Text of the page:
I assume not everyone has been glued to their TV watching the Ken Burns epic all this week on PBS on National Parks: America’s Best Idea. Whether you like his filmmaking or not, the narrative and history of our parks and how they were preserved was enlightening and stunning to watch. Peter Coyote told us the other night that Jimmy Carter had bypassed Congress during the fight to expand protected land in Alaska and invoked the Antiquities Act in 1978 to create 17 national monuments covering 56 million acres. It’s startling to remember that Carter was fighting powerful commercial interests; the discovery of vast oil deposits and the gas pipeline had brought jobs and the promise of a strong economy to Alaska.
But Carter and Morris Udall, his Secretary of the Interior, knew that counting on oil lasting forever would be irresponsible. The parks and wildlife were their focus and everyone should be thanking Carter for his prescience.
‘…it was still the largest single expansion of protected conservation lands in world history. The national park system, with 47 million acres added to its care, had suddenly more than doubled in size.’
What I liked best about the series was his inclusion of historians, writers, activists and Park Rangers themselves. These intimate stories really tell the mystery of nature’s allure and why as a culture we need to preserve it. Almost every tale about preservation had as its backbone a wealthy or thoughtful philanthropist who fought to protect wildnerness. At the same time, iconoclasts like John Muir and Adolph Murie stubbornly continued, despite conflict and opposition, to evolve standards of conservation that brought back wildlife and eliminated developers’ plans.
Like one of the historians who talked about an early parks adventure in the back of the family station wagon, my dad took us on an almost month long cross country trip back in 1961 to visit various National Parks along the way; The Grand Canyon, the Petrified Forest, the Painted Desert, Santa Fe National Forest and the Gila Cliff Dwellings National Monument in the Gila Wilderness.
Sante Fe back then was nothing like I imagine it is now, more dusty and sleepy. I remember buying a turquoise and silver ring from an elderly Native American woman selling jewelry on the plaza. Then when we got to Los Angeles and my father’s boyhood home in Hollywood, he took us to see the La Brea Tar Pits where woolly mammoths, sloths and saber-toothed cats from 38,000 years ago have been preserved in black gook.
I remember all of it and how stunned I was standing on the edge of the Grand Canyon looking down into the gorge below. It took my breath away and I wanted to dive into the air with joy. It was the beginning of my fear of heights – because they attracted me so much.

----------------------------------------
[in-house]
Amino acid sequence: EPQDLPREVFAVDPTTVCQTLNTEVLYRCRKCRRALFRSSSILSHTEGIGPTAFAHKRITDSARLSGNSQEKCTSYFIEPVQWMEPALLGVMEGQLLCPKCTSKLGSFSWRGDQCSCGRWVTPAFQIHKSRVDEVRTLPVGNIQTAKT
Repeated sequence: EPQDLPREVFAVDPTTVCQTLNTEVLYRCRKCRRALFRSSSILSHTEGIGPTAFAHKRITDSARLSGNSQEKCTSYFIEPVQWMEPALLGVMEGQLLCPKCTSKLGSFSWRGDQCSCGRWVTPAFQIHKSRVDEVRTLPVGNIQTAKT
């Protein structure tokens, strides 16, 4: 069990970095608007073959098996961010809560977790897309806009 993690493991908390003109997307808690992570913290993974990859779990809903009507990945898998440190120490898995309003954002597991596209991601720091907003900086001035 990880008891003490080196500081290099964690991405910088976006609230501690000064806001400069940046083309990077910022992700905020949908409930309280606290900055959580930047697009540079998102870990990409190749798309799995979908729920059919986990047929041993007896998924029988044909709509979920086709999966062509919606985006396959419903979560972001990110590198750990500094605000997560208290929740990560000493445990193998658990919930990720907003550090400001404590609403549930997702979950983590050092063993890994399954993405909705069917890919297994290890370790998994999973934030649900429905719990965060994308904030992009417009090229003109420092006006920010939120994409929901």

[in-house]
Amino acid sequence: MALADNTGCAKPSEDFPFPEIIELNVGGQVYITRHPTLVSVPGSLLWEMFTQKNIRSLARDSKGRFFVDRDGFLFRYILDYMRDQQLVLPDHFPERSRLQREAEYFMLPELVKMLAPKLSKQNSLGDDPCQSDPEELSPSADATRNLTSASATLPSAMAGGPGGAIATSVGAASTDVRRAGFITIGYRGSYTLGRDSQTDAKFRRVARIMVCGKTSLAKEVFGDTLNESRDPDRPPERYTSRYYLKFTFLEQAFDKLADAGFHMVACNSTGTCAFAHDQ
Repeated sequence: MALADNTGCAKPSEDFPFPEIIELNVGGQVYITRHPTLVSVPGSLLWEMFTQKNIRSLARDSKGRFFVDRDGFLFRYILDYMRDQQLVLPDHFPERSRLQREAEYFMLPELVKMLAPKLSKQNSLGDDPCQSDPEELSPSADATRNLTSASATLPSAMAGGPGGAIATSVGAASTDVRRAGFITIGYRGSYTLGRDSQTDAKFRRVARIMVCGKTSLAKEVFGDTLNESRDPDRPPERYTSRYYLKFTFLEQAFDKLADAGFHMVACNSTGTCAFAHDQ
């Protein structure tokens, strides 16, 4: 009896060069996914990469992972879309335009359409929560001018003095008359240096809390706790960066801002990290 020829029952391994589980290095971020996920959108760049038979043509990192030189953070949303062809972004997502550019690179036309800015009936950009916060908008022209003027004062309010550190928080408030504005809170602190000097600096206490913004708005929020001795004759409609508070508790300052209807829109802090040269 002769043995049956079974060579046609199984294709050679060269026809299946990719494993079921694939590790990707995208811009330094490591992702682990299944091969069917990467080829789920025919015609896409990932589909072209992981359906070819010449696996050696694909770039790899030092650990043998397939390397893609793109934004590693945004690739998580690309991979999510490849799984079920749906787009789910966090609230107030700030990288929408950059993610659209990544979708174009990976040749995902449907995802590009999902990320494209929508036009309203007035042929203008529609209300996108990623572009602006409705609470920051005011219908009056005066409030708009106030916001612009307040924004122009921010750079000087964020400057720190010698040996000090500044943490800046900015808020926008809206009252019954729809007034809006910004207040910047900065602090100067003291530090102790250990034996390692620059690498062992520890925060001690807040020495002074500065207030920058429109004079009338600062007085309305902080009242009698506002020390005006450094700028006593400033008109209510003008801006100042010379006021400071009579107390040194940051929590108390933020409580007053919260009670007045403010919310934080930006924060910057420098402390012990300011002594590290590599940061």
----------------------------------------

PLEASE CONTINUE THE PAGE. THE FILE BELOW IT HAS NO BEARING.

The abandoned little cave dwellings in the Gila Wilderness- that seemed as though you might walk out to make your coffee in the morning and accidentally slide down the edge of a cliff. I remember thinking how physically small the inhabitants must have been. These were tiny abodes even in comparison with West Village apartments.
The final destination for us three kids was of course, Disneyland. It had opened just six years earlier and we were determined to have a blast.
The point that hit home from Burns’ extravagant documentation is that most of my inspiration as a painter has come from nature. I’ve done my share of figurative work and the human form still holds interest. But on many levels, nature is where my work comes from and the paintings demonstrate a deep, direct and emotional response to place. Over the decades, I’ve travelled to many remote, usually mountainous areas on painting trips. The Rockies, Vancouver Island and the northern coasts of California and Oregon have been some favorite regions for more recent solitary exploration and studies.
In my twenties I bought a 40 acre undeveloped paradise in western Maine and planned to create a utopian farm/art studio on top of a mountain facing Mt. Blue State Park. The coast had Acadia, but central Maine had Katahdin in Baxter National Park. The land was sold years ago, but the dream to protect a large swath remains.
The Great Smokies was one of my favorite areas for mini sketching trips when I lived in Atlanta for twenty years. Mount Mitchell in North Carolina, the Shenandoah National Park in Virginia, I hiked through most of the South’s parks and mountain ranges.
I have to think that the genesis for this highly charged connection can be traced back to that early trip when I was eleven, standing at sunset watching colors seep over the New Mexico desert, or the cerulean blue of an Arizona sky over the Grand Canyon. I plan to dig out my old VHS copies of his 8mm film of that trip and reminisce.
It was moving to see most of the other historians and writers in the series tear up when recalling similar childhood trips with their families to these spectacular monuments.
…my father was a film editor who worked on the 1945-49 Nuremberg Trials documentary, now in the Library of Congress.